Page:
Here is Nobel Prize winner Alice Munro’s last paragraph in her last book, Dear Life. It makes as good a case as any for why people of all ages and dispositions find in her a voice that assuages some of the loneliness, the mystery, the ineffable quality of life:
“I did not go home for my mother’s last illness or for her funeral. I had two small children and nobody in Vancouver to leave them with. We could barely have afforded the trip, and my husband had a contempt for formal behavior, but why blame it on him? I felt the same. We say of some things that they can’t be forgiven, or that we will never forgive ourselves. But we do—we do it all the time.”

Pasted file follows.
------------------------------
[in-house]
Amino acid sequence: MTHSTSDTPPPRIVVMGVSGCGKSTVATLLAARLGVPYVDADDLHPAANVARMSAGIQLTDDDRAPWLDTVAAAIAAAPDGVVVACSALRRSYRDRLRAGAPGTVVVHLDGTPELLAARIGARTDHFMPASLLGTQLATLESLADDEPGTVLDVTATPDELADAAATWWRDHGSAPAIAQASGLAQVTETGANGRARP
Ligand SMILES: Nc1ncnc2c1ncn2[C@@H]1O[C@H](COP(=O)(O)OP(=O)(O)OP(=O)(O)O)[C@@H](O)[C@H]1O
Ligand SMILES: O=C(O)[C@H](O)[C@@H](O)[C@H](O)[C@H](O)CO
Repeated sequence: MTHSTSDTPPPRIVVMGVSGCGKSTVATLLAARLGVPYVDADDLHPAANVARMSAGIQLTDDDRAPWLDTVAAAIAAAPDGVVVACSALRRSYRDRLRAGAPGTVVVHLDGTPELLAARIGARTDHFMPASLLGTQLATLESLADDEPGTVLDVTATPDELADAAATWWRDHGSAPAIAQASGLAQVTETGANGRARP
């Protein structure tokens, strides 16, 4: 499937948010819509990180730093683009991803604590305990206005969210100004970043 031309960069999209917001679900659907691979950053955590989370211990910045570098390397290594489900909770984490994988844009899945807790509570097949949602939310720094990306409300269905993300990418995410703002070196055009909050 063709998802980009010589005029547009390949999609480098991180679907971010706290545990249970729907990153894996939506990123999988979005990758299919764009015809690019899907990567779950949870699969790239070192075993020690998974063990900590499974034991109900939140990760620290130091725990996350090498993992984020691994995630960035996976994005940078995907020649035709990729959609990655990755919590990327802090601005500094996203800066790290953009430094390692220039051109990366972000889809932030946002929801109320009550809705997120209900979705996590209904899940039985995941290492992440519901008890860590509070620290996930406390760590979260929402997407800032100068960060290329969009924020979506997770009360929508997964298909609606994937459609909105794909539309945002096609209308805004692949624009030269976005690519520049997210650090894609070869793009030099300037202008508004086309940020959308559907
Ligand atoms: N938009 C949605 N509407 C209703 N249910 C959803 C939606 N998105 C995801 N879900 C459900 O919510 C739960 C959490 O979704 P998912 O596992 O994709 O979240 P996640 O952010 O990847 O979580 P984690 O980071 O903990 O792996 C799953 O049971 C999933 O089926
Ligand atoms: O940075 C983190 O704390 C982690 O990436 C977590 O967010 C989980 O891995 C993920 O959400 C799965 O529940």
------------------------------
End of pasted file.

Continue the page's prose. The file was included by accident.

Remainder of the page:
We do it all the time? Don’t we? Do we? That’s what the discussion in my book group was like. Enigmatic, tough, Alice Munro is a sturdy choice for this year’s award.